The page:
New city budget shows rise in revenues, increased spending on police and fire requested by residents, business owners

Staff presented a balance sheet showing the city expects to start the year with a $75 million balance, then take in $188 million in projected revenue and have $226 million in possible expenditures.

Palm Springs is heading into the next fiscal year in much better financial shape than officials once predicted. But city leaders aren’t taking chances that the economy won’t take a downturn and put the city at risk.

Driving the news: The Palm Springs City Council unanimously approved a 2022-2023 overall budget at its regular meeting Thursday evening. The budget needed to be adopted before the start of the new fiscal year on Friday.

  • Staff presented a balance sheet showing the city expects to start the year with a $75 million balance, then take in $188 million in projected revenue and have $226 million in possible expenditures.

  • City Manager Justin Clifton promised there would also be enough money put aside to assure the city would emerge unscathed in the event of a recession.

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Money in: Revenue is expected to increase by nearly $20 million due to a slight increase in tax revenue and a significant increase in the amount of grant money received. Overall, revenues are expected to increase nearly 30% over the 2021-2022 budget.

  • That’s a far cry from where the city expected to be a few years ago. As the state entered a lockdown in 2020 due to the pandemic, hotels, restaurants, and retail shops were mostly vacant. City officials made the difficult decision to cut staff and curb spending in anticipation of tens of millions in lost revenue.
  • Palm Springs bounced back in a big way. As pandemic restrictions eased, visitors flocked to the city eager to relax and soak up the sun. The city expects to end the 2021-2022 fiscal year with $20 million more in transient occupancy tax than it did two years ago.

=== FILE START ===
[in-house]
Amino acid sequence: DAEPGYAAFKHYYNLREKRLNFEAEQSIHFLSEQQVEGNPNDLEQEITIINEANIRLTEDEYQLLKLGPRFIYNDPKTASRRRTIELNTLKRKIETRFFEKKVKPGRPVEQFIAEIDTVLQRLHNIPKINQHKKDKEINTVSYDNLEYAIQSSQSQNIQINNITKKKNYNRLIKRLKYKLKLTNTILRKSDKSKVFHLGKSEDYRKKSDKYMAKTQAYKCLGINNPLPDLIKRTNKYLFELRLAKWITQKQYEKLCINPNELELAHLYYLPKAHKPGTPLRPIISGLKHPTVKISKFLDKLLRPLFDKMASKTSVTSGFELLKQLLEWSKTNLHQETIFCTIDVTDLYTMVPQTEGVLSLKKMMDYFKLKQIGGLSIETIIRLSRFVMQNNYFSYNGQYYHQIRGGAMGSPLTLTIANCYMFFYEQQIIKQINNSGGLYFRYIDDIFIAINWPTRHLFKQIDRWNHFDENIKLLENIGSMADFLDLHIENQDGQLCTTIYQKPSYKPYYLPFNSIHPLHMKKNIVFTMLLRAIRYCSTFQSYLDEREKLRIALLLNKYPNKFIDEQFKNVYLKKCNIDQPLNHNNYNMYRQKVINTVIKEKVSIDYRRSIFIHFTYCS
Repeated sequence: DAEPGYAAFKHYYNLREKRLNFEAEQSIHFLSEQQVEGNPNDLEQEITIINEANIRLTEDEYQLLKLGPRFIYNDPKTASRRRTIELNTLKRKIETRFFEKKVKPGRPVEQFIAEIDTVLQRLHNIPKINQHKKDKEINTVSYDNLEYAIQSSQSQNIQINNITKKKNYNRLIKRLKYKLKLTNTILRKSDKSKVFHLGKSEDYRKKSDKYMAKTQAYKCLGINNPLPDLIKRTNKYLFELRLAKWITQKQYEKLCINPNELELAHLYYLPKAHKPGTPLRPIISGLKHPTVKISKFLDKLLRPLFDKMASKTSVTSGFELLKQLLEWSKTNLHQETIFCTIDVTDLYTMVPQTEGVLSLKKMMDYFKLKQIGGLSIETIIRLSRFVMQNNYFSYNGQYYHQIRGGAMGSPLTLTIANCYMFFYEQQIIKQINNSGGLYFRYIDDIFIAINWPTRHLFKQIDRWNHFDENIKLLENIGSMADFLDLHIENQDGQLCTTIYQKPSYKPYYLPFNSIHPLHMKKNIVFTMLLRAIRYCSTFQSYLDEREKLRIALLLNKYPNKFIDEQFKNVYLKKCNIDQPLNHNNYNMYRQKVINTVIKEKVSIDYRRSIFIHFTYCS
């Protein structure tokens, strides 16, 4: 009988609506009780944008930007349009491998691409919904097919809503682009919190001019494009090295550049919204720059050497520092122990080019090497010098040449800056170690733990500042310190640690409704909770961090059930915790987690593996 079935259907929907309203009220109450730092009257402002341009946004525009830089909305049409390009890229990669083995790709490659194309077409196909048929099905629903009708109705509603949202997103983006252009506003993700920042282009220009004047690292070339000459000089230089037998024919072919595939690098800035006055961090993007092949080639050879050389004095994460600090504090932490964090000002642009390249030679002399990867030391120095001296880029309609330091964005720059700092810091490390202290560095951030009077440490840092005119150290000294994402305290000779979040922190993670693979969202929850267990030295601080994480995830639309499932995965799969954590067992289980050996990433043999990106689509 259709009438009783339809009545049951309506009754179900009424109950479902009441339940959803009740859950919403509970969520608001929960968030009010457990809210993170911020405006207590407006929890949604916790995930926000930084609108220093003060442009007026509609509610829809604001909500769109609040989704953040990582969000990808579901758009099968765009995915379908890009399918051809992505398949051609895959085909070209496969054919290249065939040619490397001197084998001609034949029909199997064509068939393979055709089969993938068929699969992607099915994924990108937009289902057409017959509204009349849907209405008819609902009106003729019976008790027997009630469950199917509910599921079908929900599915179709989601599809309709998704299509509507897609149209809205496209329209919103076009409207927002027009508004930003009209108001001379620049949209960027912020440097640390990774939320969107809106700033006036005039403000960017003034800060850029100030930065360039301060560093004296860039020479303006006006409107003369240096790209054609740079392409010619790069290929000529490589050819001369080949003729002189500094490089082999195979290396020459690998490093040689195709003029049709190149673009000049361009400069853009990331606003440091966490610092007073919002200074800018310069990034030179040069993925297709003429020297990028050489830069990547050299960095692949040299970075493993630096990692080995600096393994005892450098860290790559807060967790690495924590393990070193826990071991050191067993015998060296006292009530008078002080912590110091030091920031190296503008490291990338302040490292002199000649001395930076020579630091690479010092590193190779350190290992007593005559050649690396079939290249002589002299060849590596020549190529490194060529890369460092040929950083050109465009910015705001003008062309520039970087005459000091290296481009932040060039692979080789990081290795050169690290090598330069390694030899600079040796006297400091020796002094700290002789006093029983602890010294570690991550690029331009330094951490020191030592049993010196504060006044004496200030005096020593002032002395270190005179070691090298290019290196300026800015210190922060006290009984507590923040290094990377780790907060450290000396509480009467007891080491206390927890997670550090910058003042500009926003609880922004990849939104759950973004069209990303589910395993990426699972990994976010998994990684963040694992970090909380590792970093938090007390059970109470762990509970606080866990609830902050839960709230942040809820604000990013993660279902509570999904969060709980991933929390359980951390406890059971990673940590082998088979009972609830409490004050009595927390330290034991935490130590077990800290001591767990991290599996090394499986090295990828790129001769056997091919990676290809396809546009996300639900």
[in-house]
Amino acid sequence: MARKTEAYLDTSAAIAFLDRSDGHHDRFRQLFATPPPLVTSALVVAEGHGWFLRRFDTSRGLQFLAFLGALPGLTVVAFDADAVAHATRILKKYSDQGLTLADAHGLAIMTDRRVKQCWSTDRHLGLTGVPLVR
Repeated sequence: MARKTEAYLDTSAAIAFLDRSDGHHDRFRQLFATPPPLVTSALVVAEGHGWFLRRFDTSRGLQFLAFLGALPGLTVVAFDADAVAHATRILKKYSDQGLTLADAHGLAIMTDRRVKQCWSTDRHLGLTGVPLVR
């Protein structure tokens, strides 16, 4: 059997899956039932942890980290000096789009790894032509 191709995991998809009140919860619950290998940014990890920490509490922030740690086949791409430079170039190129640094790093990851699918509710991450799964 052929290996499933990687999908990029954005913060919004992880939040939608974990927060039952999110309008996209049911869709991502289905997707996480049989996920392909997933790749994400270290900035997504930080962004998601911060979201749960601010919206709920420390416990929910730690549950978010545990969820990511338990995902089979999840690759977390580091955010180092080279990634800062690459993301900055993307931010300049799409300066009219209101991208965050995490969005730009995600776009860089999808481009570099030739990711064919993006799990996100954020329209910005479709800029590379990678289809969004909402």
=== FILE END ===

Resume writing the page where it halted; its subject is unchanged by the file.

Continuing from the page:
Money out: Most of the public comments received Thursday evening before the budget was approved centered around pleas for the city to spend more on police and fire personnel. Next year’s budget answers those pleas by committing an average of 26.5% more money to each department.

  • The city has initial plans to hire nine additional firefighter/paramedics. Just how many police officers will be added should be known after a staffing study for the police department, backed by Police Chief Andy Mills, is delivered. Following a vote on the budget, the Council approved hiring a firm to conduct that study and recommend the right balance between uniformed officers and mental health practitioners.

  • “Sometimes people get to the point that they need police intervention because they didn’t have workforce development, access to a library or a clean park to play in,” said Mayor Pro Tem Grace Garner. “I’m glad that we as a Council are investing in these things, that we’re not just saying that we need more police, and that there’s balance.”

Bottom line: “This budget is a $64 million increase in the course of three years in how much we are spending. That increase is more than the total budget of the city of Palm Desert. In three years, we have added the equivalent of another city to our budget. That is a remarkable story in terms of our commitment to this community.” — Mayor Lisa Middleton

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